Splitting up seems to be all the rage at the moment. Former Microsoft CEO Steve Ballmer kicked off a companywide reorganization plan last year and asked for a new approach.
A new approach that puts the focus on devices and services.
His successor, Satya Nadella wants the company to become a mobile first, cloud first company. And this is just his own twist on the devices and services approach, just with a little more focus on the cloud side of the business.
However, when it comes to business, there are some that think that Redmond is currently involved in three distinctly different markets — software, hardware and enterprise.
Since these ventures overlap each other, it would be better for Microsoft to split up.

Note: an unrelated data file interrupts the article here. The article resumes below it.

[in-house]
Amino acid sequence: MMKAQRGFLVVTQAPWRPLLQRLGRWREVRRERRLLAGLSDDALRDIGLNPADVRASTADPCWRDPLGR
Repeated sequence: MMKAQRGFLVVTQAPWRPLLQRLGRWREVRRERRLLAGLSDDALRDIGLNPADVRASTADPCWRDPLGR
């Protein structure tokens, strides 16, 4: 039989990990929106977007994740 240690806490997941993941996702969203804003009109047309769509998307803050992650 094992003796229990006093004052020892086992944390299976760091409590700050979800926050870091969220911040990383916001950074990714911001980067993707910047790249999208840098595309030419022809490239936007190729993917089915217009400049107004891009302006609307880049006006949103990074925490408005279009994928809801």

These are the words of Colin Gillis, a technology analyst at BCG Financial, who explained in a note to investors that the recent example from HP could be put to use here, and Microsoft can be divided into three different business, each operating independently:
“Given the recent announcement of HP’s plan to split into two different businesses in a tax-free manner, it raises the issue that if Microsoft is unable to generate meaningful hardware sales, or reignite the PC market, that shareholder(s) may best be served by the company splitting into three businesses: hardware, software, and enterprise services.”
All three units would focus on their own projects, generate their own sales, with the ultimate result being that Microsoft will be able to reduce losses while boosting specific sides of the business.
Strong opinion, but we all know that Nadella wants one, single Microsoft.
The new CEO is working towards the One Windows strategy, which should become much more visible next year after Windows 10 launches. Interestingly, Nadella is also projecting Redmond towards a more consumer orient approach.
These talks of a split up, are just that, then. Talks.